Cape Hatteras National Seashore on North Carolina’s coast is famous for it’s beautiful beaches and fishing spots, but a new addition to the coastline has locals and tourists buzzing.
A new mile-long sandbar island has formed just off the coast, thanks to the shifting Gulf Stream and Labrador currents.
Janice Regan, a visitor to the island, told The Virginian-Pilot that the island was just a little bump in April.
Regan and her 11-year-old daughter searched the Island for shells on Memorial Day. The bounty of complete shells was so rich, they named the place Shelly Island.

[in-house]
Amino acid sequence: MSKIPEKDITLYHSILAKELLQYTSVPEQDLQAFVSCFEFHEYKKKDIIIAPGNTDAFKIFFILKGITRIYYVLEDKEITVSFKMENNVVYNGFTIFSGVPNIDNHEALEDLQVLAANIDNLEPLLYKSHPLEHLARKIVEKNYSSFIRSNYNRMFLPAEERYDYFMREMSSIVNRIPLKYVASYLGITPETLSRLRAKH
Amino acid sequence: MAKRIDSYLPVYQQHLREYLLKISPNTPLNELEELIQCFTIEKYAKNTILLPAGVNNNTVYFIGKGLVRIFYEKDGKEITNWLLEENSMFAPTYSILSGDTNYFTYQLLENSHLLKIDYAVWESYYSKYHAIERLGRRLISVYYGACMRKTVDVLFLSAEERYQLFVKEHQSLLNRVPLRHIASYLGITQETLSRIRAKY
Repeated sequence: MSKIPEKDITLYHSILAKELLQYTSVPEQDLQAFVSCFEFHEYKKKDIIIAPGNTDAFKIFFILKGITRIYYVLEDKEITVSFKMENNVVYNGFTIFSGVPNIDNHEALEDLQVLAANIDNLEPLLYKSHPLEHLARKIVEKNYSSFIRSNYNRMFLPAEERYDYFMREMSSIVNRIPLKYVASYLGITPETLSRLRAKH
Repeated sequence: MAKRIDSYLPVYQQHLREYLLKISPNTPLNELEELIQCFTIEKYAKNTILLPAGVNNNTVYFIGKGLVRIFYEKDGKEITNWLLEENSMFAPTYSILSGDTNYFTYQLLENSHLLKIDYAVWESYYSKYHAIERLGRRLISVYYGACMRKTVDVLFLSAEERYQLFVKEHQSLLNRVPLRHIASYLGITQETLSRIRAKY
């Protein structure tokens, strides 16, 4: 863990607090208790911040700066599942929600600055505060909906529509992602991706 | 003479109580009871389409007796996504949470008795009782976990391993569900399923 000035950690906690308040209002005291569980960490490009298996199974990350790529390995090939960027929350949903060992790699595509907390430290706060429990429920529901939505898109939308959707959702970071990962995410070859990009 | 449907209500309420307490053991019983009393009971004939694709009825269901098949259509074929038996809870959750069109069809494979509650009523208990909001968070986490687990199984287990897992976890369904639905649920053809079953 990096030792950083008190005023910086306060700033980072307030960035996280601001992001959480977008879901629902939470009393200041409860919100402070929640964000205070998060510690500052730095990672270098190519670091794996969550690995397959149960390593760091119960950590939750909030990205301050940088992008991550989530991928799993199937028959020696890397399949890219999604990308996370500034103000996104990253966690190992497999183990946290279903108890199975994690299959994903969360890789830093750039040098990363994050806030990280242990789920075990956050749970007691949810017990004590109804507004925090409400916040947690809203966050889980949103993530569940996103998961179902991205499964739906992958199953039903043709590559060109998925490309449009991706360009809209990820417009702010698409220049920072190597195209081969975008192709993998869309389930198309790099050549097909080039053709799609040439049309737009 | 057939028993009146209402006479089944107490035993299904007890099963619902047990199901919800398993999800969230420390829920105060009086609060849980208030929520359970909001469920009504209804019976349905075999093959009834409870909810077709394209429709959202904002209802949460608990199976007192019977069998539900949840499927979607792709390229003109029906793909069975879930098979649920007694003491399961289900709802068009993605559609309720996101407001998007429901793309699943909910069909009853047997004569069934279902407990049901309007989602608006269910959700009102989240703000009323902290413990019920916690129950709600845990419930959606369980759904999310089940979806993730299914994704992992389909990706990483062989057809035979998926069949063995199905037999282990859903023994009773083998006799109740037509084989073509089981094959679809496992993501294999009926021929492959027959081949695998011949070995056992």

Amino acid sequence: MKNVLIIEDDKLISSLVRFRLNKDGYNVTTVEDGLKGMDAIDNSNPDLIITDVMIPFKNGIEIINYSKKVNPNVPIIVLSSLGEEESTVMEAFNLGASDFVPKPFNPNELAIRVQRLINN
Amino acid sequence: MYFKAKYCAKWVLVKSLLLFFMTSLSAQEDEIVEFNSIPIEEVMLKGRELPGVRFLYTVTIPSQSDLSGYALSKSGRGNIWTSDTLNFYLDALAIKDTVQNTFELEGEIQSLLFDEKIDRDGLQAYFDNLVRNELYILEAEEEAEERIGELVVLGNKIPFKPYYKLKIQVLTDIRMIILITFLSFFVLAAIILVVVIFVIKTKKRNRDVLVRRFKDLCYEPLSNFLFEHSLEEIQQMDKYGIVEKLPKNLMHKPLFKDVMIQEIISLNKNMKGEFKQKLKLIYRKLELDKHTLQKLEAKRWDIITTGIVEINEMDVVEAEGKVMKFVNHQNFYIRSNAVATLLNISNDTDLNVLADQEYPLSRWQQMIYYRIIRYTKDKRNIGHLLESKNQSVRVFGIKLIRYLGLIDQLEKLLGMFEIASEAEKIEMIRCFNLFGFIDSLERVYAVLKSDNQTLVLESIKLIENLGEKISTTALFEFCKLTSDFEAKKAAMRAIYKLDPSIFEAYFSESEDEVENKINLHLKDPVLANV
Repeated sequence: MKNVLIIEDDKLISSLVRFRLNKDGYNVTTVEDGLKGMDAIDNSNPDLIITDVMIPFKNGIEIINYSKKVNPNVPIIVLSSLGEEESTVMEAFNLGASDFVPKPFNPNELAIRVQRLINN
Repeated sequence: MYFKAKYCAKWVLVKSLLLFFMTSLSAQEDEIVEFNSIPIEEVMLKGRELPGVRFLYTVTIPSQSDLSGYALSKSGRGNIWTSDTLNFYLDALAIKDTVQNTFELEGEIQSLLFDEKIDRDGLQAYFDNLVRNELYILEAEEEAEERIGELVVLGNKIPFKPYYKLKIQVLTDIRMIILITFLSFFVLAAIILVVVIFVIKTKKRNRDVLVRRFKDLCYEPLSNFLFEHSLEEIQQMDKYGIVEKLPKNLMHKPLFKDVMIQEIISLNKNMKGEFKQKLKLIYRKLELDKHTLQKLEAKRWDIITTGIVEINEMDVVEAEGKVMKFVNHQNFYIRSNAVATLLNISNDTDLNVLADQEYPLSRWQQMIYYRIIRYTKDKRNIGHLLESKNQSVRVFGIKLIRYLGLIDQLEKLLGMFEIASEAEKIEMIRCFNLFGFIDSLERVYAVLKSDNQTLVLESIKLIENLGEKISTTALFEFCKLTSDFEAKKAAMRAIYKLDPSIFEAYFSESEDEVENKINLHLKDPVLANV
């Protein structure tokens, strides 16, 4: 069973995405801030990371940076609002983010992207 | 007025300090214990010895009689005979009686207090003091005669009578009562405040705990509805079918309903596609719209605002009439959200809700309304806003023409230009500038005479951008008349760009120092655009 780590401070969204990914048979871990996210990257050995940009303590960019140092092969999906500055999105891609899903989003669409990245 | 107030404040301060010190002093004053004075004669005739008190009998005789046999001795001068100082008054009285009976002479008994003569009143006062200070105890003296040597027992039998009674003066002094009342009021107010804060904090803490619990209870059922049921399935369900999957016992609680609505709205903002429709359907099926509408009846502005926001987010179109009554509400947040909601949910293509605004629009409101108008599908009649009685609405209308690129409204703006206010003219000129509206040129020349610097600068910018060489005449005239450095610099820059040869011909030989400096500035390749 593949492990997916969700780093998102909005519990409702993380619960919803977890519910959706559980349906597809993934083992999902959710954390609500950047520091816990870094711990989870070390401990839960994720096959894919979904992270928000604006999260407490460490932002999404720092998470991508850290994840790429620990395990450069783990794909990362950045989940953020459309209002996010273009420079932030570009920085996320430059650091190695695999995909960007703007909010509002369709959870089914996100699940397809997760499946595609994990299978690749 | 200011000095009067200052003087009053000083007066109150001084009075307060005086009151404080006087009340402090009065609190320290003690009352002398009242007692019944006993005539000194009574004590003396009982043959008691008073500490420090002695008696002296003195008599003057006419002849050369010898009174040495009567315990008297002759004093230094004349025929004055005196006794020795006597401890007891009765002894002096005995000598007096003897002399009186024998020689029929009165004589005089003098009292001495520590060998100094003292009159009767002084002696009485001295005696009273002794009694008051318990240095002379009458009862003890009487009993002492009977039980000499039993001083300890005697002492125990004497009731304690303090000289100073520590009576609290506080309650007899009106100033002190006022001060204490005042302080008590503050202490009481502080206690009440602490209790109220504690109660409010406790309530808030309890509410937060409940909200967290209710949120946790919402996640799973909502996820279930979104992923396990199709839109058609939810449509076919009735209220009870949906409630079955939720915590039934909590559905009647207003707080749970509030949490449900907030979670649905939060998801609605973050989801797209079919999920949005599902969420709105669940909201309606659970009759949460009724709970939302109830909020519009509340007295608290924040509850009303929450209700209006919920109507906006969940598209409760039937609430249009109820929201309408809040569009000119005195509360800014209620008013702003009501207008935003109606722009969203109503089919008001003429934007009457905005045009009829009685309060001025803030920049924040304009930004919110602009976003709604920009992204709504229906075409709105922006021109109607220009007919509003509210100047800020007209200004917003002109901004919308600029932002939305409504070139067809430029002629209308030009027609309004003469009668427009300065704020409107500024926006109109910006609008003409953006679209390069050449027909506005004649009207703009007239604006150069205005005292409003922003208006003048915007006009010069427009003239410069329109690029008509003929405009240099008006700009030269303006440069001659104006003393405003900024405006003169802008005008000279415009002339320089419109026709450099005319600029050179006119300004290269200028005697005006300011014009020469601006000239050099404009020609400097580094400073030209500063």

“It’s a dynamic area,” Mark Dowdle, the deputy superintendent of the Cape Hatteras National Seashore, which oversees the island, told ABC News. “The sand is always shifting and moving.”
“It could continue to grow or soon it could be completely gone,” Dowdle continued. “We don’t know.”
Bill Smith recently used a kayak to get to the island.
“It’s fun to go out there. It’s a great place to shell,” Smith, the president of the North Carolina Beach Buggy Association, told ABC News.
Officials warn that swimming to the island can be dangerous because the water is deep and the current is strong. In addition, fish hooks from decades of fishing could be on the bottom. Five-foot-long sharks and giant stingrays have also been seen prowling the waters, Smith said.
Dowdle recommended a floatation device for those who do dare to swim to the island.